My own experience suggests the optimal group size to be about 8 people.  Eight people can have a lot of ideas.  More than 8 people in a group imply less than a minute of bandwidth for each person.  It’s hard to express an interesting idea in less than a minute.  By the time you get to twelve in a group there is less than thirty seconds of bandwidth available.

I would suggest that a group divide in two when it reaches about ten people, and certainly no more than twelve.  Let the group elect a ballot counter.  Then each person write down their own name together with four (if there are 10 in the group) or five (if twelve) others they would like in their group.  Then divide the groups so that everyone has at least one person they wanted in their group besides themselves.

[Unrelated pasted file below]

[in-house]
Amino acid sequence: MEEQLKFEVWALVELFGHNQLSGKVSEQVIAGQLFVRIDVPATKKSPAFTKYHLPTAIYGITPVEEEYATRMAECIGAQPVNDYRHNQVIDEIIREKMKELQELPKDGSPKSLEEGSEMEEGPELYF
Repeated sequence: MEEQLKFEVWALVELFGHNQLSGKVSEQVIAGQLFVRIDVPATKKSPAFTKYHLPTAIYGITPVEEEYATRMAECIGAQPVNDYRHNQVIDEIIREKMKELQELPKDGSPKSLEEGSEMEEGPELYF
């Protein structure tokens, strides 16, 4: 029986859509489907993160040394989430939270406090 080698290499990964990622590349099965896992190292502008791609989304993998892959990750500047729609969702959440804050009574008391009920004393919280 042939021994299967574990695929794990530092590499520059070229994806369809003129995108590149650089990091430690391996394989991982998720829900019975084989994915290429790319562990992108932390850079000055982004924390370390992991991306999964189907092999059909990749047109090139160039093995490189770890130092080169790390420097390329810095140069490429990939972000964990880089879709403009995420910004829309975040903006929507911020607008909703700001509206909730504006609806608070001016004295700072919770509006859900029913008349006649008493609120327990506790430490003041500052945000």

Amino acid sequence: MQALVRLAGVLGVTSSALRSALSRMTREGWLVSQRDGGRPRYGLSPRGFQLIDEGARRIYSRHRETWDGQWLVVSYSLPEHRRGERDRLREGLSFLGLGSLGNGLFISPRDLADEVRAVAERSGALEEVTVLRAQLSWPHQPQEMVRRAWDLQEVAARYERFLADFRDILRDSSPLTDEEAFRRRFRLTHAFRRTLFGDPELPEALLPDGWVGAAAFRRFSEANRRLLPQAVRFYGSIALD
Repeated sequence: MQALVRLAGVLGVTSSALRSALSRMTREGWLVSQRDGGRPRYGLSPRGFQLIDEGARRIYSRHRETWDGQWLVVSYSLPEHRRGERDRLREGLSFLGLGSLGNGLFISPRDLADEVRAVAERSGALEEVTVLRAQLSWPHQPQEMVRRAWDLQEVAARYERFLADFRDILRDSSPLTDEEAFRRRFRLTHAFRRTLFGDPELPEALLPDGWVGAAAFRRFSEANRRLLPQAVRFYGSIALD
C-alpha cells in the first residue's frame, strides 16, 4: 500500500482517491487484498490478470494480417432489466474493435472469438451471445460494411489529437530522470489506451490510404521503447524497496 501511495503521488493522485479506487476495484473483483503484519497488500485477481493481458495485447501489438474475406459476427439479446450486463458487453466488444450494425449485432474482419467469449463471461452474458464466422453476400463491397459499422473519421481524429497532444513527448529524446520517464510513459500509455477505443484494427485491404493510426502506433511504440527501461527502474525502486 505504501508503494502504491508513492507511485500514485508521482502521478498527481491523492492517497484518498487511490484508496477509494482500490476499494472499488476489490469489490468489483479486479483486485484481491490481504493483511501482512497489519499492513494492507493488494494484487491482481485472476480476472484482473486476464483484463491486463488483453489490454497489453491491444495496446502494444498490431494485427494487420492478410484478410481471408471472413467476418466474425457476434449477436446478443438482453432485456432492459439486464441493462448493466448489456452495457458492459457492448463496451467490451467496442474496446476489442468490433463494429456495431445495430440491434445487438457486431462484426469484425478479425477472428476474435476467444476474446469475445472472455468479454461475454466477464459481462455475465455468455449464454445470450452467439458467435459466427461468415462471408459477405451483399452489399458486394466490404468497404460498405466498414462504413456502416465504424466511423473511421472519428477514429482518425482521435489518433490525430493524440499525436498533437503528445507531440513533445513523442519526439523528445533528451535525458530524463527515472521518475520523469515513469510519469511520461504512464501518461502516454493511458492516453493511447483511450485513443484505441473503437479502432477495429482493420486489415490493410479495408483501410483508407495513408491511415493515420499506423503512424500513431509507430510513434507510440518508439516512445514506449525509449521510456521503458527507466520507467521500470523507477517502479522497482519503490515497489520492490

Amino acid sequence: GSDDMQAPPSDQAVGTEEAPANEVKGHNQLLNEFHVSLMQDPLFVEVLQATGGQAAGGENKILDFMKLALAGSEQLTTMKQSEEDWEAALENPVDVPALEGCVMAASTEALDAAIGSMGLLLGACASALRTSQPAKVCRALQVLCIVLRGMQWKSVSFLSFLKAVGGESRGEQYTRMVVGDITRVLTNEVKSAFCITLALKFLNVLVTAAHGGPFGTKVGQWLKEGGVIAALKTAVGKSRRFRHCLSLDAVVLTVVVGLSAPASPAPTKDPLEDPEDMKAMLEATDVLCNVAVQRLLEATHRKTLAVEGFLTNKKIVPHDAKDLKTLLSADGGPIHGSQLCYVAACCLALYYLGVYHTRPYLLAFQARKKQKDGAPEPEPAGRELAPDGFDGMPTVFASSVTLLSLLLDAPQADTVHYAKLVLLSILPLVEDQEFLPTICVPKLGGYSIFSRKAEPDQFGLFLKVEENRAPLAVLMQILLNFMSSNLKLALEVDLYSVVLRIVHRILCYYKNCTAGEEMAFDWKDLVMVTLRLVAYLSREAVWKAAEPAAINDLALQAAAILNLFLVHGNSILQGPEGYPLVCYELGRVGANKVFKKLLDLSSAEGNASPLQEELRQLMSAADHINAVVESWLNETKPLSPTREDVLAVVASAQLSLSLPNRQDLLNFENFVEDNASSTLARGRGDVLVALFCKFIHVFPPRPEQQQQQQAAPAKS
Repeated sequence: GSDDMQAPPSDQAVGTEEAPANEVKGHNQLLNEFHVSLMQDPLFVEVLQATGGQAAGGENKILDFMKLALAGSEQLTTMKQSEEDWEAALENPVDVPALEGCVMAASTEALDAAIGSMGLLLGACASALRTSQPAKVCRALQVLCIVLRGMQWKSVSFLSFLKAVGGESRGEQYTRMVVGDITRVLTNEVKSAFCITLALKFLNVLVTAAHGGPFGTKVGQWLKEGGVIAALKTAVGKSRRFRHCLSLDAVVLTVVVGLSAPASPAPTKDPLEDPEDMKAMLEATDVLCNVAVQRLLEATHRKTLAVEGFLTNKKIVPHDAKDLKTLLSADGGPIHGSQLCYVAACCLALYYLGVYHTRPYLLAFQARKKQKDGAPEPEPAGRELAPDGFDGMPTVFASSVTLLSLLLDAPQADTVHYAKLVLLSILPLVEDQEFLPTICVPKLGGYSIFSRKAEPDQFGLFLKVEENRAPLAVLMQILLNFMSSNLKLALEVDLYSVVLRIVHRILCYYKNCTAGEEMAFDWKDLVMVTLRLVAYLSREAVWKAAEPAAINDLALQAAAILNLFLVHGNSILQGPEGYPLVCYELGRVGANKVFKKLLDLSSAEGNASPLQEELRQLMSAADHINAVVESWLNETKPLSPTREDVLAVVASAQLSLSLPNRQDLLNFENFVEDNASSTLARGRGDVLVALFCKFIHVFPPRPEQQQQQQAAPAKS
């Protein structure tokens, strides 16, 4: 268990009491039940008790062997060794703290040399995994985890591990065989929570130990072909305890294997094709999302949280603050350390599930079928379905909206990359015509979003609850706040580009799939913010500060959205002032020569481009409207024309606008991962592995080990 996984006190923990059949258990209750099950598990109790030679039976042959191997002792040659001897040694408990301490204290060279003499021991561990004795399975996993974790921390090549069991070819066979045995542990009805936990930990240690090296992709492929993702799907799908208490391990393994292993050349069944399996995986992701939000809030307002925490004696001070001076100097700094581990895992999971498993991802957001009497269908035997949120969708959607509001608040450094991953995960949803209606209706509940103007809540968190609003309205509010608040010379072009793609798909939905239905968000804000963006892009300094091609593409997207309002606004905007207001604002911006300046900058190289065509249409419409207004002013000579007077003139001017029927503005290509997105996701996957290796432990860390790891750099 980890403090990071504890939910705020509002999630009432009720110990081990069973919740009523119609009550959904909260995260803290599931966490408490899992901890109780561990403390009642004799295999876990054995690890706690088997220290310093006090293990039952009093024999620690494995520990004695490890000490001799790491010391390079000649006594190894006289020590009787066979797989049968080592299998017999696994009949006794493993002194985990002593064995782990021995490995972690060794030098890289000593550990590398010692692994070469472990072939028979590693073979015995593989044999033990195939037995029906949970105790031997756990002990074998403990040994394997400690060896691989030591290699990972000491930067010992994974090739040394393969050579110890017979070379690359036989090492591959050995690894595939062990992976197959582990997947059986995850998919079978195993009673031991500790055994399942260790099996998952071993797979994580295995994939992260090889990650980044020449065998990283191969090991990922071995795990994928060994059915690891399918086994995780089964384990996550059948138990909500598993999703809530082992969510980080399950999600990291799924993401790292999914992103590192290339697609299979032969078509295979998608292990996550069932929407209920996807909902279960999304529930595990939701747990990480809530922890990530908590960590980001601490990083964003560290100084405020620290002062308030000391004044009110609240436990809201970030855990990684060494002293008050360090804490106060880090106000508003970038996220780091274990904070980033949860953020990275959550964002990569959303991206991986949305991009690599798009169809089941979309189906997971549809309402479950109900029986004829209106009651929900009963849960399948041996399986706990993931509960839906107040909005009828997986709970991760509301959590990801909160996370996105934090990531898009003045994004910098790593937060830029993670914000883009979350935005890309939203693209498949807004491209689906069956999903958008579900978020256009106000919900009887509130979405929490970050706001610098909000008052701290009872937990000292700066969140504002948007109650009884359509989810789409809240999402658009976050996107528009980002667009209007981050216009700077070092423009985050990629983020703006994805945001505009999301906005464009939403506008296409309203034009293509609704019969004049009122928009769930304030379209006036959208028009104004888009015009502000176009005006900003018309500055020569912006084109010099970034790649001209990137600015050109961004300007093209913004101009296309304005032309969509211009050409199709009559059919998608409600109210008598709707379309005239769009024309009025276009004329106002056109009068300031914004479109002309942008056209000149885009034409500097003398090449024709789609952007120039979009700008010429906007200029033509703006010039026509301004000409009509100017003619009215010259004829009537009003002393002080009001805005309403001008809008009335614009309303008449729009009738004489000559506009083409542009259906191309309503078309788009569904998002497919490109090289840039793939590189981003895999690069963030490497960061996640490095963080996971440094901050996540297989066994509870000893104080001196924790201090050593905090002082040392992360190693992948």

If there are persons with less than five votes then there are those with more than five.  Pair off the ones with the most votes with those with the least.

Seeking Feedback

The feedback we can give ourselves is limited by our perspective.  The light of our own knowledge and understanding casts shadows that only the light from another consciousness can see into.

Even something as seemingly objective as “doing 21 pushups” might be seen differently in the eyes of a personal trainer than from our own perspective down on the floor counting them off.

Sometimes just getting a fresh pair of eyes to look at a problem, a process, or an impression of me can provide an immediate epiphany or insight.